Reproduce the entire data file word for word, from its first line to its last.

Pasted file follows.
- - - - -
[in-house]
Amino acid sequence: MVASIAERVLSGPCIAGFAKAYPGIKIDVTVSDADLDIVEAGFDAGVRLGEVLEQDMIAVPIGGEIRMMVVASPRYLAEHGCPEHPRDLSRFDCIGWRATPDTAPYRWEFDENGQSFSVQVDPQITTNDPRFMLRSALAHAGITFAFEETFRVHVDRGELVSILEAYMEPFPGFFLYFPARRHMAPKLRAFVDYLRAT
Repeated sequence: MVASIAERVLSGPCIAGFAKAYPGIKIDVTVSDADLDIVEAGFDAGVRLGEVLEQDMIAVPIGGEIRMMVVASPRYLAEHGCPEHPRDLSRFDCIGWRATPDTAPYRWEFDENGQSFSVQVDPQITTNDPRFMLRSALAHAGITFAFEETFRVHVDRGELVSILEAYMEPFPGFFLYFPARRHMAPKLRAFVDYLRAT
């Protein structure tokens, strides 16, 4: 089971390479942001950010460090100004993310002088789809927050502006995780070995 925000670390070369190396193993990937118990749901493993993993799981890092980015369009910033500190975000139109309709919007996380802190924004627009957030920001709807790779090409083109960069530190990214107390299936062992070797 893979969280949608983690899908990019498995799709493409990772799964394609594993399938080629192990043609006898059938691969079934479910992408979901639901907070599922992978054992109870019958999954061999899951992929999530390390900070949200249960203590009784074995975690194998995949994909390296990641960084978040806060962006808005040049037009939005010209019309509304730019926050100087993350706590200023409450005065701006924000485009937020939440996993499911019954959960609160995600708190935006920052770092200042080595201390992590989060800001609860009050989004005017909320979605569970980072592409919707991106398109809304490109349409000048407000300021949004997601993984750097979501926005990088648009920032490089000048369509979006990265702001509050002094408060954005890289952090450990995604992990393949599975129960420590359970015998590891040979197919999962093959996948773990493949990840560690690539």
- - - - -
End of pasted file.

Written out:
[in-house]
Amino acid sequence: MVASIAERVLSGPCIAGFAKAYPGIKIDVTVSDADLDIVEAGFDAGVRLGEVLEQDMIAVPIGGEIRMMVVASPRYLAEHGCPEHPRDLSRFDCIGWRATPDTAPYRWEFDENGQSFSVQVDPQITTNDPRFMLRSALAHAGITFAFEETFRVHVDRGELVSILEAYMEPFPGFFLYFPARRHMAPKLRAFVDYLRAT
Repeated sequence: MVASIAERVLSGPCIAGFAKAYPGIKIDVTVSDADLDIVEAGFDAGVRLGEVLEQDMIAVPIGGEIRMMVVASPRYLAEHGCPEHPRDLSRFDCIGWRATPDTAPYRWEFDENGQSFSVQVDPQITTNDPRFMLRSALAHAGITFAFEETFRVHVDRGELVSILEAYMEPFPGFFLYFPARRHMAPKLRAFVDYLRAT
């Protein structure tokens, strides 16, 4: 089971390479942001950010460090100004993310002088789809927050502006995780070995 925000670390070369190396193993990937118990749901493993993993799981890092980015369009910033500190975000139109309709919007996380802190924004627009957030920001709807790779090409083109960069530190990214107390299936062992070797 893979969280949608983690899908990019498995799709493409990772799964394609594993399938080629192990043609006898059938691969079934479910992408979901639901907070599922992978054992109870019958999954061999899951992929999530390390900070949200249960203590009784074995975690194998995949994909390296990641960084978040806060962006808005040049037009939005010209019309509304730019926050100087993350706590200023409450005065701006924000485009937020939440996993499911019954959960609160995600708190935006920052770092200042080595201390992590989060800001609860009050989004005017909320979605569970980072592409919707991106398109809304490109349409000048407000300021949004997601993984750097979501926005990088648009920032490089000048369509979006990265702001509050002094408060954005890289952090450990995604992990393949599975129960420590359970015998590891040979197919999962093959996948773990493949990840560690690539």